I grew up in Winston-Salem, but most of my extended family is from Macall, South Carolina, and Richmond County, Scotland County, and Robeson County in North Carolina. My earliest memory as a child was when I was about four years old. A little white boy, dressed in a cowboy getup, took a big heavy stone and smashed it on my head because I was an Indian. He was older than me, maybe eight or nine years old. Another childhood memory is when I was in the cub scouts. There was a boy who was mad at me because I was an Indian, so he spat in my face. He did this in the church where we were meeting. My mother was very upset about it because the boy’s parents didn’t intervene and none of the adults did anything. His spitting in my face didn’t hurt me as much as seeing how much it upset my mother. She was crying and sped out of the parking lot spinning tires. Then, in middle school, whenever I put Native American on my documents, my teacher would tell me to put White because I would get more opportunities. But, my mother raised me to be proud that I am Indian.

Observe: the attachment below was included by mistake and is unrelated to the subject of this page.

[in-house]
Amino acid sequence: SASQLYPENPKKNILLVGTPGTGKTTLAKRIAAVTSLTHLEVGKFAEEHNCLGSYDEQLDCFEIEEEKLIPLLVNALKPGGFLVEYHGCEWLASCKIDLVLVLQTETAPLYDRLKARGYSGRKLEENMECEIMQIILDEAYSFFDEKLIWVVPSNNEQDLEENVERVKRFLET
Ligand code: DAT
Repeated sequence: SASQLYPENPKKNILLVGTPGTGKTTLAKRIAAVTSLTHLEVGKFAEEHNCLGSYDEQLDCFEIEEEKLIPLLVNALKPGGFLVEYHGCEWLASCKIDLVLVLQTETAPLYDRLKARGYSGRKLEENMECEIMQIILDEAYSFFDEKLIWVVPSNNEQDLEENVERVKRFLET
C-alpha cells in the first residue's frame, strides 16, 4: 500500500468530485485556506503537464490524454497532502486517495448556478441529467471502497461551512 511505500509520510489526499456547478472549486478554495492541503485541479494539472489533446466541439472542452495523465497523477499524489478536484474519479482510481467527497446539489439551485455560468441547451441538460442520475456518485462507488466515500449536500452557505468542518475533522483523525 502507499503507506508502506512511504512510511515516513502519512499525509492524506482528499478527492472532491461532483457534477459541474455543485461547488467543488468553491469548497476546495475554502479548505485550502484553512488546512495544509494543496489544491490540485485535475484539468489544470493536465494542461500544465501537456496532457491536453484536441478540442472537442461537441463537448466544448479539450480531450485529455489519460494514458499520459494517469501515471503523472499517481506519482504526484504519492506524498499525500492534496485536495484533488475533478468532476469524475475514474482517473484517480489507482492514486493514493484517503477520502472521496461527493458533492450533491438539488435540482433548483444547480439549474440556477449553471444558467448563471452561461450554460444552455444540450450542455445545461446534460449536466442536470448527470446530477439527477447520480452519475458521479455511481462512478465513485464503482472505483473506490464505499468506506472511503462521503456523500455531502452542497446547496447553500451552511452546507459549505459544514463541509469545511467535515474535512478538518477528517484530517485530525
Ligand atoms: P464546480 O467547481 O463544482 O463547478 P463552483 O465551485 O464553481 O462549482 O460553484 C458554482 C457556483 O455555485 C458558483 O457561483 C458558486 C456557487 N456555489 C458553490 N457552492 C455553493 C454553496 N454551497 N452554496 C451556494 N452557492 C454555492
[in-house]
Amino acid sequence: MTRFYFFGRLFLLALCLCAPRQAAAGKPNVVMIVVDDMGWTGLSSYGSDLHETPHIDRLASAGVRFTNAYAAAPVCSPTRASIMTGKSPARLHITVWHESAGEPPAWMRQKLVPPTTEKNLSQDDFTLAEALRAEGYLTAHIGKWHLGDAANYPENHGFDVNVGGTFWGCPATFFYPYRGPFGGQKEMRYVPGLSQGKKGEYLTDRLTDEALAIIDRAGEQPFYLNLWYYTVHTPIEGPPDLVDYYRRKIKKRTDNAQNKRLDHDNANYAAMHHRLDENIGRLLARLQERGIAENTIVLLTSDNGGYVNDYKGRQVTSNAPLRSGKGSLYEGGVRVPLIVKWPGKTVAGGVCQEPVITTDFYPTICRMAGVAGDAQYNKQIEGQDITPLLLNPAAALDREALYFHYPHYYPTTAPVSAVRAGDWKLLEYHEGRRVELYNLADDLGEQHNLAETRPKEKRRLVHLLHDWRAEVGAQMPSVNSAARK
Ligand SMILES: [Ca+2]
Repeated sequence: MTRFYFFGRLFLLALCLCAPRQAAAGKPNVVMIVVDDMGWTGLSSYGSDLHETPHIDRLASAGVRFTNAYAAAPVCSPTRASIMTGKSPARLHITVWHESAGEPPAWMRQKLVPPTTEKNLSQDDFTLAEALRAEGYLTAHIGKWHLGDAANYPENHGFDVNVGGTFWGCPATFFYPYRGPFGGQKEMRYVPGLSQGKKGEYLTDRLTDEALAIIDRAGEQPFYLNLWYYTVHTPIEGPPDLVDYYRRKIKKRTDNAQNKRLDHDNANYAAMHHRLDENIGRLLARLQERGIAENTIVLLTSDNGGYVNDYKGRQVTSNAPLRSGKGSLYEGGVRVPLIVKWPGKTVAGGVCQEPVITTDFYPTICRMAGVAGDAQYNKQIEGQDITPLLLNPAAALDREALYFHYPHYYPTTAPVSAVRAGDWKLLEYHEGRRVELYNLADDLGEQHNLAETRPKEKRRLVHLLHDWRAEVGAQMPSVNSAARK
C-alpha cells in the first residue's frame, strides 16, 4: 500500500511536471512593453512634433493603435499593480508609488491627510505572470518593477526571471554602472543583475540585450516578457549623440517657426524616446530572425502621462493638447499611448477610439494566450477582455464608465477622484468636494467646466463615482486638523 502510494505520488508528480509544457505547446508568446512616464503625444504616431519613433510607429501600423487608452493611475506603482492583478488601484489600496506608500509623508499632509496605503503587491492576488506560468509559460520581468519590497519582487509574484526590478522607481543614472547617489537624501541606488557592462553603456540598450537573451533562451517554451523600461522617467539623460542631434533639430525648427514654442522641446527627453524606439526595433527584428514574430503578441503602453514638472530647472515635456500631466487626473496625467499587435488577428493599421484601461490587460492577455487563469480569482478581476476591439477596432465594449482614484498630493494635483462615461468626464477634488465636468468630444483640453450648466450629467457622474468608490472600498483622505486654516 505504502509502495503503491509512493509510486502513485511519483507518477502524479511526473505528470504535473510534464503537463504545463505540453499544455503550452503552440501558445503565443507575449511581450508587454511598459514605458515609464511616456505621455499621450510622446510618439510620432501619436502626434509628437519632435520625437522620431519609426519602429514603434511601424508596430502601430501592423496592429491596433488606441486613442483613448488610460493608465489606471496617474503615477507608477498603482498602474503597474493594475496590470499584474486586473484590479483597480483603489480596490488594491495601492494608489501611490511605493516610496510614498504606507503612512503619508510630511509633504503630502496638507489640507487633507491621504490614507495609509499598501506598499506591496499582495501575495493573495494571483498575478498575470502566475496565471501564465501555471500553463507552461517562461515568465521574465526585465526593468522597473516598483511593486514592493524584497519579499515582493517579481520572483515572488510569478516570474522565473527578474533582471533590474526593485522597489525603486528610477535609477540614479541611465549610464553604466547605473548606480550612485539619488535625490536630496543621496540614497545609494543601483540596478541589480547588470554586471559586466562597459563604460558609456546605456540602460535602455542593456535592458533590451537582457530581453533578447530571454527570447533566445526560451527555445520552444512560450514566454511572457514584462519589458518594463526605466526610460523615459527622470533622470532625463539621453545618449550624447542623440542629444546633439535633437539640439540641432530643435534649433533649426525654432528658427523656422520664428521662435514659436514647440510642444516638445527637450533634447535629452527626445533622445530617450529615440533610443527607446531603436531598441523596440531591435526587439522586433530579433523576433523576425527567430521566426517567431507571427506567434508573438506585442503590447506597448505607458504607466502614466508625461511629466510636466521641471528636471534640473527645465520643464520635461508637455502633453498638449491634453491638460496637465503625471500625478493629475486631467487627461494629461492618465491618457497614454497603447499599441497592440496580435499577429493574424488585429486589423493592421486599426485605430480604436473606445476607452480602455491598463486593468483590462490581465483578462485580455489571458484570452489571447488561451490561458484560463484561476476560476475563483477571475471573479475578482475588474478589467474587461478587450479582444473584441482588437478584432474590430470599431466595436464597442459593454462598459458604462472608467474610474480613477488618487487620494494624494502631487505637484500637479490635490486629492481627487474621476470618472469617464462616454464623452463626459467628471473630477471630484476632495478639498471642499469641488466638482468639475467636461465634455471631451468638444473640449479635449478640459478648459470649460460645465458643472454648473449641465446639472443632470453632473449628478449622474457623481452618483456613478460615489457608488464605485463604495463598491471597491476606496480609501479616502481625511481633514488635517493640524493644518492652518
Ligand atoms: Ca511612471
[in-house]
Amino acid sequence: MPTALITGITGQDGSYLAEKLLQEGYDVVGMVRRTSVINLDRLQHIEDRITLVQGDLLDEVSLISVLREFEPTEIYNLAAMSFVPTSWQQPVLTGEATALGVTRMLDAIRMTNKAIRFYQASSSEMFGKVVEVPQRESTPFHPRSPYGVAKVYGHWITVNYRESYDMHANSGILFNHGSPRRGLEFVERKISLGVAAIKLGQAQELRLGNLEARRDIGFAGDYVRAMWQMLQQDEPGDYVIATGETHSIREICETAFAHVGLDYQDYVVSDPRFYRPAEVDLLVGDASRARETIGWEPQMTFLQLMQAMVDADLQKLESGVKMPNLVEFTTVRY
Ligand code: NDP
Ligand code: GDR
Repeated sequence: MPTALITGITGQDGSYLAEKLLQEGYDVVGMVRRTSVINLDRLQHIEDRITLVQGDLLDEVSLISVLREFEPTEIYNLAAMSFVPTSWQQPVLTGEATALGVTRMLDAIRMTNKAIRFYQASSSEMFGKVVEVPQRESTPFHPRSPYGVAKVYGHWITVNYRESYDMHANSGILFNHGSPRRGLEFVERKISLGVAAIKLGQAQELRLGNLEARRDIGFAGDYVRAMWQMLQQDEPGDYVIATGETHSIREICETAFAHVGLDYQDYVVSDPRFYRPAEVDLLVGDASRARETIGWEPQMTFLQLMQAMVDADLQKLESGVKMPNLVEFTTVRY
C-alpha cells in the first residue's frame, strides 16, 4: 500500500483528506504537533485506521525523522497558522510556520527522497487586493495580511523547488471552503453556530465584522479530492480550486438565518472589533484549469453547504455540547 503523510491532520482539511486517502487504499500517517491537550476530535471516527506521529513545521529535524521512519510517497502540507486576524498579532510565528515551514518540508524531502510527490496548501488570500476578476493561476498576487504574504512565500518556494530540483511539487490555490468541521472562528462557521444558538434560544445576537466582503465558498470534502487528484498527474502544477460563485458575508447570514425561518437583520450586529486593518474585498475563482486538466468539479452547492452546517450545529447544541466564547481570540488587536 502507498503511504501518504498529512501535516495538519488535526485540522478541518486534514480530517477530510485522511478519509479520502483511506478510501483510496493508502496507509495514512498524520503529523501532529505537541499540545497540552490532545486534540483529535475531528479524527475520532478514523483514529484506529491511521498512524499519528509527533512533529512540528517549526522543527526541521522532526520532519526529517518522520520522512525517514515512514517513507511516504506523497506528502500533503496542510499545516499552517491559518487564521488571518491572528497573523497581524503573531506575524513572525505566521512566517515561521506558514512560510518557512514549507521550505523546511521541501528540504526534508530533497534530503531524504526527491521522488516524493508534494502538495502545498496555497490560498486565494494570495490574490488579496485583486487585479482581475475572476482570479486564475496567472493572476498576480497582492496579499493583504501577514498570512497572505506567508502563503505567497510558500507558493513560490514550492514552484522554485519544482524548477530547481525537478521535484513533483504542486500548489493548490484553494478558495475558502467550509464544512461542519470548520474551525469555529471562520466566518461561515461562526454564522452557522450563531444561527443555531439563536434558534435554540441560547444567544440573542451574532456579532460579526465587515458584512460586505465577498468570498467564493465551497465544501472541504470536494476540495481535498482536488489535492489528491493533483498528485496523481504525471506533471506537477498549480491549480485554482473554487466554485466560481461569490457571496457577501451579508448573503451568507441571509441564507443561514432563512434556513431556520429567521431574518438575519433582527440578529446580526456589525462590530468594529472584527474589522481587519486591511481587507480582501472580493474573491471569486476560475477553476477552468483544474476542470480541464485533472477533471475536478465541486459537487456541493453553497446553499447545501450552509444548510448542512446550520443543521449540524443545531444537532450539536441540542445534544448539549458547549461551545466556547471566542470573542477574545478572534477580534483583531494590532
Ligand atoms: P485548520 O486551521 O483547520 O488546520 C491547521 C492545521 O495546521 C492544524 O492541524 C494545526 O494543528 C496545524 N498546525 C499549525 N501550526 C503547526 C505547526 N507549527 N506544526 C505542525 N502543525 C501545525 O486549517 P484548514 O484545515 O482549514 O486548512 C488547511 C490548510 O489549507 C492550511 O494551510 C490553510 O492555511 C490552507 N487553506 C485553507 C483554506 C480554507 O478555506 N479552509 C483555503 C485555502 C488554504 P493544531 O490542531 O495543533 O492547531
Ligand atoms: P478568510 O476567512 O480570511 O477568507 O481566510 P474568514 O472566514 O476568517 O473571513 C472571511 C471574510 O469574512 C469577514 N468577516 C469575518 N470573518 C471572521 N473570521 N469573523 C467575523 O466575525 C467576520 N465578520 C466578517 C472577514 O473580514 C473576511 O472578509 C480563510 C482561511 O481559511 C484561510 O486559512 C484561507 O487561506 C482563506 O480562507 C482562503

I use various names in reference to indigenous people depending on the context of the conversation. I prefer Pee Dee because that’s the name of my tribe. But, when my family is talking, we use Indian as a generic term. That’s what we have always used. I like the name First Americans. First Nations is usually in reference to tribes from Canada. Native, indigenous, and Indian are all acceptable names. It’s just a matter of context. My native blood is Pee Dee because my mother is registered as a Pee Dee Indian, but we have other blood as well, including Lumbee, Mansamon, Wakamaw, and Tuscarora. There are so many different tribes in North Carolina. The reason why there is so much mixed blood in my family in North Carolina is because this is one of the places where the English first came in contact with Natives. The English went to war with several tribes and had so many tribes fighting one another. So many died from disease and war. What was left were remnants of tribes. These remnants of people from my family came together in Bladen County, North Carolina and Marlboro County, South Carolina. This is where the Lumbee and Pee Dee Indian tribes are located today.